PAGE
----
A recreational therapist helps and encourages a patient with their physical, health, social, and mental well-being by creating and coordinating recreational-based treatment programs and techniques targeted towards the patient’s specific needs such as illnesses, disabilities or injuries. They use a multitude of treatments to help a patient’s improvement like games, arts and crafts, dance, music, or sports to promote the patient’s health.
How to Become a Recreational Therapist
A recreational therapist usually requires a bachelor’s degree in human anatomy, assessment, psychiatric and medical therapy, use of assistive devices and technology and the characteristics of illnesses and disabilities. Many employers require the applicant to hold a certification and have extensive work-related experience. Some on-the-job and/or vocational training may be needed as well.
Most employers would like a recreational therapist to be certified especially those in hospitals and other clinical settings. The National Council for Therapeutic Recreation Certification (NCTRC) offers this certification credential. Candidates may qualify for certification by earning a bachelor’s degree in recreational therapy with a supervised internship and passing an exam. Those who want to work as a recreational therapist without a therapy degree can also pursue a certification. Candidates with a bachelor’s degree in an unrelated subject qualify with a combination of education and work experience, in addition to passing an exam.
NCTRC also offers specialty certification in five areas of practice: behavioral health, community inclusion services, developmental disabilities, geriatrics, and physical medicine/rehabilitation. Therapists also may earn certificates from other organizations to show proficiency in specific therapy techniques such as aquatic therapy or aromatherapy.
Job Description of a Recreational Therapist
A recreational therapist uses recreational-based programs that they have developed, coordinated, and directed to help patients with injuries, illnesses or disabilities. They mix up the treatment according to their patient’s needs by using things like dance, music, arts and crafts, community reintegration field trips, sports or games. Recreational therapists strive to move the patient towards the improvement and maintenance of their social, emotional and physical well-being. Some of these treatment programs are medically approved and are used with patients in nursing homes, hospitals, or other places. They help achieve goals for a patient such as integrating them back into a community and to avoid future medical issues.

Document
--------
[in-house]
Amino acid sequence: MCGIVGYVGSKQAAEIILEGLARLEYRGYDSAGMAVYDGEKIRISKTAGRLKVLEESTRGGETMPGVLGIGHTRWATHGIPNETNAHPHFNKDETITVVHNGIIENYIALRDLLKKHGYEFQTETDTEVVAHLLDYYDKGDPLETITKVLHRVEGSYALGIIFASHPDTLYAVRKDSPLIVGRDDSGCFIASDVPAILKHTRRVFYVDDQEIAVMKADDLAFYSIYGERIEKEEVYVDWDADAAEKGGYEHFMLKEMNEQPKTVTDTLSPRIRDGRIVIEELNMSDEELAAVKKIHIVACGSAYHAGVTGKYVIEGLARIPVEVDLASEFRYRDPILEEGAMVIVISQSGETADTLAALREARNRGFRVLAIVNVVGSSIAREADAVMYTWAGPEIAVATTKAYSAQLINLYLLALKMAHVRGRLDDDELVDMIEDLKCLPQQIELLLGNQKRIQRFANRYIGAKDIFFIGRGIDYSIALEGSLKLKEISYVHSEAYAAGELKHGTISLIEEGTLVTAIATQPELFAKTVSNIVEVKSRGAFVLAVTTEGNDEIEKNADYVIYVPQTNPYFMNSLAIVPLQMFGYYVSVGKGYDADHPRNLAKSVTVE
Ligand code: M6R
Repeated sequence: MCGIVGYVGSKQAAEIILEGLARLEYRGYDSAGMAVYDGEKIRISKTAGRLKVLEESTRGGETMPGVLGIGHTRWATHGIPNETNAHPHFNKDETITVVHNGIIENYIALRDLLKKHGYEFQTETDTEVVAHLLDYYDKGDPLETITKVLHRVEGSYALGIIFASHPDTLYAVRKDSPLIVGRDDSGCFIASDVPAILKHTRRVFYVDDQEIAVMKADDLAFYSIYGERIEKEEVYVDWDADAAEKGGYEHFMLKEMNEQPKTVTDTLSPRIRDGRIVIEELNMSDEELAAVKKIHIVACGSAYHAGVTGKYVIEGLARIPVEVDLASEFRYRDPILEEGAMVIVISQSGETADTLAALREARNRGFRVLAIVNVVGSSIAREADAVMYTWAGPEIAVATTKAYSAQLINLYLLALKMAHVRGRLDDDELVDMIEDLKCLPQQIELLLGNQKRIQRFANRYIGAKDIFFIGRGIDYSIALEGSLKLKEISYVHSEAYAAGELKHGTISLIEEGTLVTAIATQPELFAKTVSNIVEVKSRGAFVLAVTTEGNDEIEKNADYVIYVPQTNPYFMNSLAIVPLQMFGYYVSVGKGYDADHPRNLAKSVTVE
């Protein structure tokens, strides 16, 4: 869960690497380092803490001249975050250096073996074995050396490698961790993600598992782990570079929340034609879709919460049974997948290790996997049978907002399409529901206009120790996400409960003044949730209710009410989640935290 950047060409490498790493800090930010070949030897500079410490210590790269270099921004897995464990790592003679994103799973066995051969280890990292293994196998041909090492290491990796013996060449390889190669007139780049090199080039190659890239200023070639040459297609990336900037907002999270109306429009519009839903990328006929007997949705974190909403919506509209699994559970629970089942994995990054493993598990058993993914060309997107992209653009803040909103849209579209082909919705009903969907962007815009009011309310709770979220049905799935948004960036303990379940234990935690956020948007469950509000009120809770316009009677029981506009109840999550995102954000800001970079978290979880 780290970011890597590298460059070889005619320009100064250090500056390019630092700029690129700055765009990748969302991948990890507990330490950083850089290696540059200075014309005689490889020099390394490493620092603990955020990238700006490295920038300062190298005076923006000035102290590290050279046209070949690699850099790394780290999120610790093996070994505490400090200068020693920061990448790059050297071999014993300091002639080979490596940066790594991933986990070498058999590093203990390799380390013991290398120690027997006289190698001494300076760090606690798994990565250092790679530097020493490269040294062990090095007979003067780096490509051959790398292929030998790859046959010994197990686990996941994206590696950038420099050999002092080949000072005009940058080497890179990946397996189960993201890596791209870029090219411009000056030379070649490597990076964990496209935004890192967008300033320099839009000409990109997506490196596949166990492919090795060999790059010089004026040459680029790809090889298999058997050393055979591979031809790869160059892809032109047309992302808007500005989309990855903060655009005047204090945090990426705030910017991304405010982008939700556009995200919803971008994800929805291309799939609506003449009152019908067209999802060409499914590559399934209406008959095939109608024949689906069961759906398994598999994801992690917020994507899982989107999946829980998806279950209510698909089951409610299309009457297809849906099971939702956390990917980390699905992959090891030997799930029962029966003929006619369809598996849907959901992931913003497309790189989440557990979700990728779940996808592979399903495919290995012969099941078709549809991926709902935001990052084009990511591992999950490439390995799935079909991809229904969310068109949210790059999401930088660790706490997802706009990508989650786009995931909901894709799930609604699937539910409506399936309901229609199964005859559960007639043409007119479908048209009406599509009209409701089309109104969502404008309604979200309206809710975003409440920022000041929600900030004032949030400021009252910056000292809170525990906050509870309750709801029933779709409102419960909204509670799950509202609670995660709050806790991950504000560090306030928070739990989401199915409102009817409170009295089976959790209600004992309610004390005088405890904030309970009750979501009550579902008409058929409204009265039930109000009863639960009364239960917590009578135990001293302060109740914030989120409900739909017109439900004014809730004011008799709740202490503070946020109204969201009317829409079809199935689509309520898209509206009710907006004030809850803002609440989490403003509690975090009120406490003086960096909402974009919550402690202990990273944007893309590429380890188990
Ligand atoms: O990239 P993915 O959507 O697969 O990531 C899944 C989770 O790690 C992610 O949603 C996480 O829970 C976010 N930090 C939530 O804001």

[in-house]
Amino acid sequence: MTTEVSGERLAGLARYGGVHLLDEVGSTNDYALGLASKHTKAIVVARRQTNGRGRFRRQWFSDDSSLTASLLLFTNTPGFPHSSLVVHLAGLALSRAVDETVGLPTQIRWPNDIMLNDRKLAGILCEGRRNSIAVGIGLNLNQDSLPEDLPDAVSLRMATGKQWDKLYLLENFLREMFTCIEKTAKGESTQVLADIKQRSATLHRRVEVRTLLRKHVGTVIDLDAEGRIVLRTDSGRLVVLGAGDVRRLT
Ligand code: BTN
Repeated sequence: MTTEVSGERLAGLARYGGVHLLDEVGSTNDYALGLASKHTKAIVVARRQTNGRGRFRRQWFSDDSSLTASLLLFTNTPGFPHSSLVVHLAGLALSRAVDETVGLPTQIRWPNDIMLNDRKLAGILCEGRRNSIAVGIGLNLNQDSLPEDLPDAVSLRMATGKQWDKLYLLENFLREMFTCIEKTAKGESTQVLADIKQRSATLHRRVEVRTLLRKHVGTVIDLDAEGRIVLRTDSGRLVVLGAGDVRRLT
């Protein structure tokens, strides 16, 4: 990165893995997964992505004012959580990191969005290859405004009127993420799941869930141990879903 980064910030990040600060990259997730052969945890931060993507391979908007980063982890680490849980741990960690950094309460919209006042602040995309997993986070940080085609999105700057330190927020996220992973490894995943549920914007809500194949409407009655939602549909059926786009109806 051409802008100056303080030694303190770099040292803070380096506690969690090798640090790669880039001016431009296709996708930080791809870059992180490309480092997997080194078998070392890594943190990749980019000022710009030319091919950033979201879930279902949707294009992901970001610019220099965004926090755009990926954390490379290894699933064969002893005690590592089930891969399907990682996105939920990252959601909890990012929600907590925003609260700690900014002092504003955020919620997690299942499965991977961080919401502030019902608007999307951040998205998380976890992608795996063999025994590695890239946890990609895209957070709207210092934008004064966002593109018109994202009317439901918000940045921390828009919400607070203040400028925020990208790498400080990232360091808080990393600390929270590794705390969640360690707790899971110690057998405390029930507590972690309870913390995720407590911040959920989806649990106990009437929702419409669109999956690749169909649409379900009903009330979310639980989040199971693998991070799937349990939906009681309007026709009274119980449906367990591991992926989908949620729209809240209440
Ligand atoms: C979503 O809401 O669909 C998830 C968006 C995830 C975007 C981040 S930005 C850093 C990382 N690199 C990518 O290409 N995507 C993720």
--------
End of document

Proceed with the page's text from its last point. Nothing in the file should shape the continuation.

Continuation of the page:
Recreation therapists watch and record a patient’s progress throughout the treatment process and adjust any areas that are needed to move the patient forward in their healing both mentally and physically. They collect any pertinent information needed to help assess a patient’s needs, capabilities, medical history, family support, and other valuable insight. They advise and motivate a patient to participate in leisure activities that have been designed to meet their specific challenges, psychologically, and physically.
A recreational therapist needs to have knowledge of counseling, psychology, sociology, anthropology, and medicine. They also need to have knowledge of the English language to include grammar and the rules of composition. They need to have the ability to communicate and comprehend information and ideas that are being given or received.
These therapists should have inductive and deductive reason and other abilities required to be successful in this occupation. One should be capable of supervising, training and managing others. Recreational therapists can be found working in a variety of places usually full-time.
Bureau of Labor Statistics, U.S. Department of Labor, Occupational Outlook Handbook, Recreation Therapist.
National Center for O*NET Development. 29-1125.00. O*NET OnLine.